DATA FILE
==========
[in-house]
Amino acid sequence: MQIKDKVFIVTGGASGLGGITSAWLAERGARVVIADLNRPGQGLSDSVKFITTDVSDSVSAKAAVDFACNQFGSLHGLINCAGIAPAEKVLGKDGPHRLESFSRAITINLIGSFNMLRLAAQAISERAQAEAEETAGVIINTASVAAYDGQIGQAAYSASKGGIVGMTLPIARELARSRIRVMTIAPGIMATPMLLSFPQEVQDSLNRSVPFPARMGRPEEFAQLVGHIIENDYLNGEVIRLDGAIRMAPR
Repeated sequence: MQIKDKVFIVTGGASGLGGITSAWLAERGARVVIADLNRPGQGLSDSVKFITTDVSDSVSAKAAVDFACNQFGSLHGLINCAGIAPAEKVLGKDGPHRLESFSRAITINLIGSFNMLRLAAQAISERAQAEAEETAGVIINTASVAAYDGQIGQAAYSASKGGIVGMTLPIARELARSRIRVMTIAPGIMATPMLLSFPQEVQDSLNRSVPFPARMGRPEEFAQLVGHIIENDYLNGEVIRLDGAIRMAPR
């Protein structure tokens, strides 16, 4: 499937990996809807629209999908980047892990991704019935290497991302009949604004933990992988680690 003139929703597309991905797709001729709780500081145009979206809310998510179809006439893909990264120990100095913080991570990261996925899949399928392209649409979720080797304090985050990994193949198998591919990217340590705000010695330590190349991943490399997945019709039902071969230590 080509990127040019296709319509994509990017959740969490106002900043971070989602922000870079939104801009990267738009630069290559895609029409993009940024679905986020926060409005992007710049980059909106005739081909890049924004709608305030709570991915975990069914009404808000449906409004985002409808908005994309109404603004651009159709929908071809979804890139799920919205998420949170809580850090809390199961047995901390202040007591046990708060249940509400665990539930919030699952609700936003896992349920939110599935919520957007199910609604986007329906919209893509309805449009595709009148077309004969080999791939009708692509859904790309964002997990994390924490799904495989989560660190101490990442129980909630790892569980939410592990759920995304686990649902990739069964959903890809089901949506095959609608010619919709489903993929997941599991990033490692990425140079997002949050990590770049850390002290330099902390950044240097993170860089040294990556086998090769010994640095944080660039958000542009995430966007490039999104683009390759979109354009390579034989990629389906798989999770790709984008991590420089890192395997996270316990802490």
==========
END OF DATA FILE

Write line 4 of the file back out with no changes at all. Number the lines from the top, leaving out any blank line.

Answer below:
């Protein structure tokens, strides 16, 4: 499937990996809807629209999908980047892990991704019935290497991302009949604004933990992988680690 003139929703597309991905797709001729709780500081145009979206809310998510179809006439893909990264120990100095913080991570990261996925899949399928392209649409979720080797304090985050990994193949198998591919990217340590705000010695330590190349991943490399997945019709039902071969230590 080509990127040019296709319509994509990017959740969490106002900043971070989602922000870079939104801009990267738009630069290559895609029409993009940024679905986020926060409005992007710049980059909106005739081909890049924004709608305030709570991915975990069914009404808000449906409004985002409808908005994309109404603004651009159709929908071809979804890139799920919205998420949170809580850090809390199961047995901390202040007591046990708060249940509400665990539930919030699952609700936003896992349920939110599935919520957007199910609604986007329906919209893509309805449009595709009148077309004969080999791939009708692509859904790309964002997990994390924490799904495989989560660190101490990442129980909630790892569980939410592990759920995304686990649902990739069964959903890809089901949506095959609608010619919709489903993929997941599991990033490692990425140079997002949050990590770049850390002290330099902390950044240097993170860089040294990556086998090769010994640095944080660039958000542009995430966007490039999104683009390759979109354009390579034989990629389906798989999770790709984008991590420089890192395997996270316990802490």